Thursday, 8 September 2016

ms-havachat in London Experiencing the Victoria and Albert Museum

The Victoria and Albert Museum dates back to 1837. How fortunate are we that the grand building still stands today, housing some of the most exquisite and interesting art from around the world AND it remains FREE to the public (other than one-of exhibitions) as was the original intention for all to enjoy.

The V and A as it's fondly called, was a government initiative, with the prime goal of improving British design. While well known and respected for manufacturing, Britain was loosing ground to European competitors across all design disciplines.

Jumping forward a few years, and after a successful Great Exhibition, Prince Albert had even bigger ideas. He wanted a dedicated space in the middle of London where everyone, regardless of social status could, for free, experience the best of the best of British and European art and culture.

It's still stunning.

It's still free for all to enter and enjoy (other than unique exhibitions)

It's ranked 11th globally for number of visitors.

It contains 4.5 million objects across the most diverse range of interests: ceramics, glass, textiles, costumes, jewellery, drawings, photography sculpture, prints, furniture.

The Museum covers 12.5 acres, and houses 145 galleries.

One needs more than one visit, or if that's all you have time for, make sure you dedicate an entire day to the place and know the highlights you want to see while there.

My first visit was with a group of friends a few months ago. We had a two hour private guided tour of the highlights. The time flew and we knew we had only but scratched the surface of what this incredible building had to offer.

We met our guide under Dale Chihuly's Rotunda Chandlier which was created in 2001, drawing on the techniques made famous by the glass blowers in Murano, Venice. Each piece of the chandelier is free blow, or mould blown. My photo does not do it justice, so please take the time to google it, or better still, come to London and see it for yourself.

My photo.

Our first highlight was the Medieval and Renaissance sculpture gallery.  Being able to walk up so close to these exquisite works, and gaze into the eyes of the featured person was incredible.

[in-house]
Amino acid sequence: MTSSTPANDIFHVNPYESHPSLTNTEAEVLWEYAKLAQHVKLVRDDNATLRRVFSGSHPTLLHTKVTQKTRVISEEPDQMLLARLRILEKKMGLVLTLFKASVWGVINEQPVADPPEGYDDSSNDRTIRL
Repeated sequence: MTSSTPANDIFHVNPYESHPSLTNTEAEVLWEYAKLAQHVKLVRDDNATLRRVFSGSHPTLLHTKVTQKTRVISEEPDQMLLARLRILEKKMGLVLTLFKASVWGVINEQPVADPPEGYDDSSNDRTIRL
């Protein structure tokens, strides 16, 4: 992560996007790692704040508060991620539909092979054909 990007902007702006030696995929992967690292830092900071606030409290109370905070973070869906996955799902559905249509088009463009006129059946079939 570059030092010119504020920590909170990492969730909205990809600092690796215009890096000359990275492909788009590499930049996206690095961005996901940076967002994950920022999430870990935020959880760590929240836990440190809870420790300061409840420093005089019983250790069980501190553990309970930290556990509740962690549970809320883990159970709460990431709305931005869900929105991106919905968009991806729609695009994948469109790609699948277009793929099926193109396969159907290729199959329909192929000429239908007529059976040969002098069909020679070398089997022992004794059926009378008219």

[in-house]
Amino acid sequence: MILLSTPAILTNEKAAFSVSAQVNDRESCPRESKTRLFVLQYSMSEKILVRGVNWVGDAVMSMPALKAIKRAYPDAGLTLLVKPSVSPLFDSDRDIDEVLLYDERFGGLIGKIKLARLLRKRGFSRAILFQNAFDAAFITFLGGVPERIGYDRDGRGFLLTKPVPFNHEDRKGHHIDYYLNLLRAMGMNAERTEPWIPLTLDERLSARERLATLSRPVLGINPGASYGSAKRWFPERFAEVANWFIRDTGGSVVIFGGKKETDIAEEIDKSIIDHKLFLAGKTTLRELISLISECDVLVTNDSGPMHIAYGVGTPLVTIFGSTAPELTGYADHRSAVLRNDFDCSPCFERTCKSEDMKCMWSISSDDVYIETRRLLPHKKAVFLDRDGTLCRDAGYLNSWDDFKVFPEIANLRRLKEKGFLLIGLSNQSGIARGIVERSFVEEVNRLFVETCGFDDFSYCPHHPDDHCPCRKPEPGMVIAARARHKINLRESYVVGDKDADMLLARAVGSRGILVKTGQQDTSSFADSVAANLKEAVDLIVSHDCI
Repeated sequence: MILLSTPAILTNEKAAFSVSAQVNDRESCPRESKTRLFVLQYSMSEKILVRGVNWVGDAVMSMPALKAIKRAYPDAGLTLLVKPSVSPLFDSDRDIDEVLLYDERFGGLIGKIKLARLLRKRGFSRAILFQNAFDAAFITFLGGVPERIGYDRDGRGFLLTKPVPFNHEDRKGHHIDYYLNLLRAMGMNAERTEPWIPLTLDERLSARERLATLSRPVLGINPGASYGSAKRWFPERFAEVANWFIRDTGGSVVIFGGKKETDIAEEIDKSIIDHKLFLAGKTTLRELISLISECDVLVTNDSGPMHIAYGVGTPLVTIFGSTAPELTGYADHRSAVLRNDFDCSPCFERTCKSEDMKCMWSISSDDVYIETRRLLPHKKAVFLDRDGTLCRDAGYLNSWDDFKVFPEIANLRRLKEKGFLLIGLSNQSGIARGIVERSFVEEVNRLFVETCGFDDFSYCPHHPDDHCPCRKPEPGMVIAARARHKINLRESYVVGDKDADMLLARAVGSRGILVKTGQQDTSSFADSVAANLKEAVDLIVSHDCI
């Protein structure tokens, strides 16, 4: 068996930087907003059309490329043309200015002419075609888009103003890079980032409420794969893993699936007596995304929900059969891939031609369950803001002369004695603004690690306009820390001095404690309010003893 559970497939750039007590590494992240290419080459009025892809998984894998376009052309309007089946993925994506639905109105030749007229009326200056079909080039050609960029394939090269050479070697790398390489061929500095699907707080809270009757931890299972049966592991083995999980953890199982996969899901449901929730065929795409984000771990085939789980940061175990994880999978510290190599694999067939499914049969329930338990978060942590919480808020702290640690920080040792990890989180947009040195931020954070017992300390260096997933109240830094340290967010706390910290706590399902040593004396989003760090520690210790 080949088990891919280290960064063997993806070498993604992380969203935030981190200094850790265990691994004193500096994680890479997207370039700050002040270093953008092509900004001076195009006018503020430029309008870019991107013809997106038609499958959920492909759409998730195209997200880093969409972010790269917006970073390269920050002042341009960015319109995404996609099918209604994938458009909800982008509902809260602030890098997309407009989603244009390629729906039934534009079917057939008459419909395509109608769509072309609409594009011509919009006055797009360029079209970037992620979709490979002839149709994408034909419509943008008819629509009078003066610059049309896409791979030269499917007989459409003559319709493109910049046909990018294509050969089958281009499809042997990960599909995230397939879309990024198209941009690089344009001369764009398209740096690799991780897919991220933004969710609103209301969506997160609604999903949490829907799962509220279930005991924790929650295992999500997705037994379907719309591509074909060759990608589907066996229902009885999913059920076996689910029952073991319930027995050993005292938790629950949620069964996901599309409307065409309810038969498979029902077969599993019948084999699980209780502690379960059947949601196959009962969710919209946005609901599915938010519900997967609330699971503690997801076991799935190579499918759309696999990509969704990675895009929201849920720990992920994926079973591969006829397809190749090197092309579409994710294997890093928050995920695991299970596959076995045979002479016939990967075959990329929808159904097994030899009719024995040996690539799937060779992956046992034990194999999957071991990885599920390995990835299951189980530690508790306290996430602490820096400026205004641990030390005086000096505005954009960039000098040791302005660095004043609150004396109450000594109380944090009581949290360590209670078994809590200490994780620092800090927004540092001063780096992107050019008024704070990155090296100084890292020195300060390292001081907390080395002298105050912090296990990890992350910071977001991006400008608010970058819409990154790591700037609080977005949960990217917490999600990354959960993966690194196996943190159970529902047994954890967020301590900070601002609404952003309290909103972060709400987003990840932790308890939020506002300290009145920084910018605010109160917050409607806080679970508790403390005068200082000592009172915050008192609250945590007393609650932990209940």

Samson Slaying a Philistine.
Lots of interesting individual pieces to enjoy.

We quickly found ourselves in the Reproduction Rooms. There were copies of famous sculptures and paintings, works wrapped for storage and some minor repair work being done. It was a quiet hive of activity. G has often said with so many galleries and museums around the world, where is the original? And when galleries and museums 'share' items for exhibitions, do they really share the original or are they superb reproductions - just think of the insurance!!!!!!!!!! Imagine what the consequences would be if 'it' broke AAAAAAHHHHHH. Now I've seen a room like this, I wonder too.

We saw a cast of Trajan's Columns (we saw the originals when we were in Rome a few years ago) and as they were placed low to the ground, we were able to admire the intricate carvings.

Another visit to the VnA recently to meet friends visiting from Sydney, I arrived early and took time to look at the Islamic Middle East exhibition. It's the first time I've had the opportunity to do this as I'm usually with other people for a specific exhibition and need to be done in time for the 2.10 train back to school! This exhibition is as beautiful as you'd imagine. The music to the videos is haunting.

The centrepiece to the exhibition in my opinion is the magnificent Ardabil Carpet, the worlds oldest dated carpet. The mosaics and pottery are beautiful too, but the Ardabil Carpet is simply WOW.

The highlight of the exhibition is the Ardabil Carpet.
None of my photos turned out, so I borrowed this from Google Images.

After hugs and kisses (hadn't seen each other for a couple of years, so it was a lovely reunion in the entrance to the museum) we saw the one-off exhibition, UNDRESSED, A Brief History of Underwear from the 18th Century to Present. WOW! Women have been suffering for the gender for centuries! Definitely time for Bridget Jone's big knickers to make a come back and stay!

We enjoyed a delicious lunch at the cafe under the most decorative of ceilings, before wandering the Silver section of the museum, followed by Theatre and Performance exhibition. Seeing one of the costumes worn by Michael Crawford in Phantom was incredible - it was so big and heavy we were amazed at his obvious strength on stage. There's a replica of Kylie Minogues' dressing room with 'real' Kylie items; several costumes from The Lion King and more.

It was rather hot'n'sticky with all the lights in this area, so we went downstairs and enjoyed a cold drink in the outdoor cafe watching the kids play in the decorative pond. It was a wonderful sight - young families enjoying the sunshine in the grounds of an historic building in the middle of London for free.

Afterwards, we strolled thru the Silver section of the museum before loosing ourselves in the Jewellery exhibition (permanent); WOW! Gems and diamonds and opals and gold and silver and platinum and gemstones from tiny weeny pieces to humongous pieces.

I simply love the V&A, so much so, I bought the book!

Cover of V&A Book featuring history and major works.

I sincerely hope if you're ever in London you have the time to set aside a day (at least) to visit this incredible legacy of Queen Victoria and Prince Albert. Pop back and let me know what you thought.

With friendship

No comments:

Post a Comment